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Old August 6th, 2014, 10:18 PM   #10981
nestvaran
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Here's a pic of that bridge also taken in 1994 (blown up in early 1992 whilst refugees crossing to Croatia)



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Originally Posted by volodaaaa View Post
More photos like that please
Would you be so kind to tell what is funny in that picture?

Last edited by nestvaran; August 6th, 2014 at 10:23 PM.
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Old August 6th, 2014, 10:29 PM   #10982
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Originally Posted by Eulanthe View Post
Interestingly, along the border in Gabela, there's a street called Marka Marulica. The whole street only has one barrier next to a hairdresser - http://prafulla.net/?attachment_id=482553 - this one. The rest of the street has numerous streets leading into BiH, and none of them are controlled in any way. From hanging around there, it seems that the EU border is wide open at that point. I'm not sure if it's actually possible to go anywhere on the BiH side, though.
Interesting indeed! I found a couple of articles on the subject, here is one:
http://www.dw.de/ulica-na-granici-iz...ske/a-17233792

Google translate does quite a decent job but if someone that knows the language reads the article and posts a summary here, it would be appreciated.
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Old August 6th, 2014, 11:30 PM   #10983
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Former border crossing between Russia and Germany (1815-1914) in central-western Poland

It is exactly 100 years since the outbreak of the I World War, so I wish to show you a very particular border crossing - it is located at Borzykowo (on the way number 442 between Pyzdry and Września, some 70 kilometres east of Poznań and 240 kilometres west of Warsaw). Since the Congress of Vienna (1815) until the beginning of the I WW (1914) it served as a westernmost border crossing (and point) between Russia and Prussia (and later united Germany). For us Poles it is a sad reminder of times when our country was erased from the map of Europe. Territories on both sides of this former border were Polish ever since the beginning of our statehood in the 10 century until the partitions of Poland (1793) and since my country regained independence in 1918.



On the right - former German part of Poland and a German border guard, on the left - former Russian part of Poland and a Russian border guard.
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Old August 6th, 2014, 11:50 PM   #10984
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How about the waiting at the border crossing Kula Norinska on the A1 to Bosnia and the M6 in Bosnia at the border crossing near Gabela to Croatia?
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Old August 6th, 2014, 11:51 PM   #10985
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Ill drive there next week
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Old August 7th, 2014, 11:50 AM   #10986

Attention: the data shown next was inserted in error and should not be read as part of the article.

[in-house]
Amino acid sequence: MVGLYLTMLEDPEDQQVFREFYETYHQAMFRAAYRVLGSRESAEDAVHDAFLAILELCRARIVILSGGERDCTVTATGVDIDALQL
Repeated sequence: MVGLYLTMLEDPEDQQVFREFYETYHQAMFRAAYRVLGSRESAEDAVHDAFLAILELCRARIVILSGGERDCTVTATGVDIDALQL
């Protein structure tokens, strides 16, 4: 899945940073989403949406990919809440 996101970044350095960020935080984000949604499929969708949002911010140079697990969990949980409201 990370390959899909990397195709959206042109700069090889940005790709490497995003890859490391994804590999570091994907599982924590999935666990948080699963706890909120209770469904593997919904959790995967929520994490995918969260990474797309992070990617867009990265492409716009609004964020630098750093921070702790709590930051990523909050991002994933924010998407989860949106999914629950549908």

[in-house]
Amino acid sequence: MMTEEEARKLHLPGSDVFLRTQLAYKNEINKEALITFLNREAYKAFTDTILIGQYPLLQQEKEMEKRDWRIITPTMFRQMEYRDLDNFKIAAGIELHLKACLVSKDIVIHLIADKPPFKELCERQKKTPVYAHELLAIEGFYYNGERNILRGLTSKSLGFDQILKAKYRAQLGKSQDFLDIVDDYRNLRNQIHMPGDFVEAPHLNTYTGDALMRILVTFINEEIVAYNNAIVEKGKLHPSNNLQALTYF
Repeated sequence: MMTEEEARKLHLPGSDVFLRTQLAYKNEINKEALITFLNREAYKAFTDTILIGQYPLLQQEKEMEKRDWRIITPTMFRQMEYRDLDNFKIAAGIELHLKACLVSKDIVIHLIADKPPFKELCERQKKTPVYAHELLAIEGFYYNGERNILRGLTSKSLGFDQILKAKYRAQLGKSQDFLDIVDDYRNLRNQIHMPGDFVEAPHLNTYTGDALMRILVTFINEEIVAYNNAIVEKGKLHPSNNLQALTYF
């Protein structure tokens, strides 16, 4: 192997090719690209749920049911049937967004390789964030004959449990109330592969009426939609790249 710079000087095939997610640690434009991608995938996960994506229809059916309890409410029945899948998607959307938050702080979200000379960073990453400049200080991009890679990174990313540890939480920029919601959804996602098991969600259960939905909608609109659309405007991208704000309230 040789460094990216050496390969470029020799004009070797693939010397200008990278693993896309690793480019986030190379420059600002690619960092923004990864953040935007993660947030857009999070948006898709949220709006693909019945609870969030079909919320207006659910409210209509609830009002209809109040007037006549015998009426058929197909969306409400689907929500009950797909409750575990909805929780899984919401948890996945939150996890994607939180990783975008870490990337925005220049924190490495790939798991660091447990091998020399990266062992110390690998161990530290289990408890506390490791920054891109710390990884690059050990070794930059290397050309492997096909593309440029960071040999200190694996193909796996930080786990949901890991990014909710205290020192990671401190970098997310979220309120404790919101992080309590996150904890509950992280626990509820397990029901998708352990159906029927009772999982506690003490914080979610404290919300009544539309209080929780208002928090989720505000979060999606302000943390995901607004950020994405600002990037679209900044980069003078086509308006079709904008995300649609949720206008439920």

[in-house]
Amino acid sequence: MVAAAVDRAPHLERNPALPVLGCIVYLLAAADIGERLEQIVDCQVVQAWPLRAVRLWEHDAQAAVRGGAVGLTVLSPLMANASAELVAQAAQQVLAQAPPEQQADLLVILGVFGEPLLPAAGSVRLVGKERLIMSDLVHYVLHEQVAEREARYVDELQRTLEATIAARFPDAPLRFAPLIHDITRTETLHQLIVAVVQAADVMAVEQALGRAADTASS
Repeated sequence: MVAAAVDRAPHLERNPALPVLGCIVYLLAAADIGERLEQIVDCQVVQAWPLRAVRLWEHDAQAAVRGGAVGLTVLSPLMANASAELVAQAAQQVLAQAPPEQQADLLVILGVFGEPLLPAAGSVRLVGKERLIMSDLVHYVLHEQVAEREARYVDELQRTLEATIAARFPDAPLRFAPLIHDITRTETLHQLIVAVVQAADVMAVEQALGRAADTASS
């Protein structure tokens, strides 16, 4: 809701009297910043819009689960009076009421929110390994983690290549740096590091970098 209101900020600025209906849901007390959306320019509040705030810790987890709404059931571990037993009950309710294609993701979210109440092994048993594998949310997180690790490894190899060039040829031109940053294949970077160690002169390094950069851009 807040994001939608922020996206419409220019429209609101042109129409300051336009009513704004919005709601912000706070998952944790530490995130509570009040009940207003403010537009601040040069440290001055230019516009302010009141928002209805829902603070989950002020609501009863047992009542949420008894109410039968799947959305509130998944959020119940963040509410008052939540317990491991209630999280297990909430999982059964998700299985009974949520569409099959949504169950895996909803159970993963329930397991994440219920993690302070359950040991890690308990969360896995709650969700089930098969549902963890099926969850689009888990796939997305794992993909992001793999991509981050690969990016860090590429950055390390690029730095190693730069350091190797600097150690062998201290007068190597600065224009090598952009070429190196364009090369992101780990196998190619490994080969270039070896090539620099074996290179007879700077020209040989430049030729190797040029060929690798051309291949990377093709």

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Speaking of Brcko, I saw the devastation on the Croatian side last week - I was driving along and couldn't understand why there were piles of broken wood and rubbish next to almost every house, along with many houses looking like victims of war. Then it dawned on me that the flood had really destroyed that area Brcko in comparison is fine.

Pascal, avoid the M6 crossing into Bosnia and use the A10 Novo Selo crossing instead.

f.ostman - As I understand the situation, locals living there have passes that permit them to cross the border at any point along the street. I think the street is quite unique in the European Union in that the entire street is treated as one big border crossing - if you have a pass, you're entitled to cross there at any point. Otherwise, locals must go through the border crossing, and anyone not from the local area must go through Doljani / Novo Selo.

From what I understand, there is pretty much freedom of movement there for locals. My own observation showed that people were crossing the border freely, and it seemed that some cars with German plates were crossing there and avoiding the border control. What was very surprising to me is that we were free to walk around the entire area - the border seemingly isn't marked, so it's very easy to stray across the border by mistake.

I don't know what would happen if they caught you crossing there without a pass, but without border markings, it's hard to see how they could justify fining me. What's even more odd is that there's no signs warning you about the street being a border crossing - if I was following a GPS unit for instance, there might be no warning of actually crossing an international border.
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Old August 7th, 2014, 11:54 AM   #10987
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Quote:
Originally Posted by Eulanthe View Post
Speaking of Brcko, I saw the devastation on the Croatian side last week - I was driving along and couldn't understand why there were piles of broken wood and rubbish next to almost every house, along with many houses looking like victims of war. Then it dawned on me that the flood had really destroyed that area Brcko in comparison is fine.
This year flood unfortunately...
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Old August 7th, 2014, 12:07 PM   #10988
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Not sure if this will work, but I found this - http://www.klix.ba/forum/grbavica-vr....html#p7451769

Third picture in that post shows the "Brotherhood and Unity Bridge" border crossing into the Republika Srpska - it's in Sarajevo, in the Grbavica district.

http://www.klix.ba/forum/grbavica-vr....html#p7451790 - also here, you can see the border crossing post.